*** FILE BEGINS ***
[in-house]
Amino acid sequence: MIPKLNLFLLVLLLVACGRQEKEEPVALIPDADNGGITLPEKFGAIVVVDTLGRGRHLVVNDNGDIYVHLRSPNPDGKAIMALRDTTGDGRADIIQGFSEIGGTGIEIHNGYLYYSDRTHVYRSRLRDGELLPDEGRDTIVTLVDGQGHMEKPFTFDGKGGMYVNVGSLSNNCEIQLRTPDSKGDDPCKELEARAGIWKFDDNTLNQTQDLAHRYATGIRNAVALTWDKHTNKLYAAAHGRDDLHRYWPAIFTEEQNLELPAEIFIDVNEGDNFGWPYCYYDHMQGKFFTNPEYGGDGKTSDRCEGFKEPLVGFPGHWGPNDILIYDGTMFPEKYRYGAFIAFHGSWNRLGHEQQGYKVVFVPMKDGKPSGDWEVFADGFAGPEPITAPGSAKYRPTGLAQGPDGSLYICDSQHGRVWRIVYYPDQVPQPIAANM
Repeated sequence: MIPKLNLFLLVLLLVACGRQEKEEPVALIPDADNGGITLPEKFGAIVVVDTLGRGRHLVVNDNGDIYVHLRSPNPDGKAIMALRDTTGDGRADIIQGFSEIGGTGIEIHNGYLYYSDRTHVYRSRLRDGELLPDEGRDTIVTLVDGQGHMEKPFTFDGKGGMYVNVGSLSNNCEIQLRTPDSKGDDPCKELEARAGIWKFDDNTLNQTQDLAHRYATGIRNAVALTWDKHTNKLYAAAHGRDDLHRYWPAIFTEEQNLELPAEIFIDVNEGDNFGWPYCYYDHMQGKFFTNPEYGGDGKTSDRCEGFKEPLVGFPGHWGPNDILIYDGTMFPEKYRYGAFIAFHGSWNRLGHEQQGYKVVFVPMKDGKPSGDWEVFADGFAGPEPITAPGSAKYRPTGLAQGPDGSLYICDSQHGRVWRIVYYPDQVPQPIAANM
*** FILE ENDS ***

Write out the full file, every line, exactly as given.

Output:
[in-house]
Amino acid sequence: MIPKLNLFLLVLLLVACGRQEKEEPVALIPDADNGGITLPEKFGAIVVVDTLGRGRHLVVNDNGDIYVHLRSPNPDGKAIMALRDTTGDGRADIIQGFSEIGGTGIEIHNGYLYYSDRTHVYRSRLRDGELLPDEGRDTIVTLVDGQGHMEKPFTFDGKGGMYVNVGSLSNNCEIQLRTPDSKGDDPCKELEARAGIWKFDDNTLNQTQDLAHRYATGIRNAVALTWDKHTNKLYAAAHGRDDLHRYWPAIFTEEQNLELPAEIFIDVNEGDNFGWPYCYYDHMQGKFFTNPEYGGDGKTSDRCEGFKEPLVGFPGHWGPNDILIYDGTMFPEKYRYGAFIAFHGSWNRLGHEQQGYKVVFVPMKDGKPSGDWEVFADGFAGPEPITAPGSAKYRPTGLAQGPDGSLYICDSQHGRVWRIVYYPDQVPQPIAANM
Repeated sequence: MIPKLNLFLLVLLLVACGRQEKEEPVALIPDADNGGITLPEKFGAIVVVDTLGRGRHLVVNDNGDIYVHLRSPNPDGKAIMALRDTTGDGRADIIQGFSEIGGTGIEIHNGYLYYSDRTHVYRSRLRDGELLPDEGRDTIVTLVDGQGHMEKPFTFDGKGGMYVNVGSLSNNCEIQLRTPDSKGDDPCKELEARAGIWKFDDNTLNQTQDLAHRYATGIRNAVALTWDKHTNKLYAAAHGRDDLHRYWPAIFTEEQNLELPAEIFIDVNEGDNFGWPYCYYDHMQGKFFTNPEYGGDGKTSDRCEGFKEPLVGFPGHWGPNDILIYDGTMFPEKYRYGAFIAFHGSWNRLGHEQQGYKVVFVPMKDGKPSGDWEVFADGFAGPEPITAPGSAKYRPTGLAQGPDGSLYICDSQHGRVWRIVYYPDQVPQPIAANM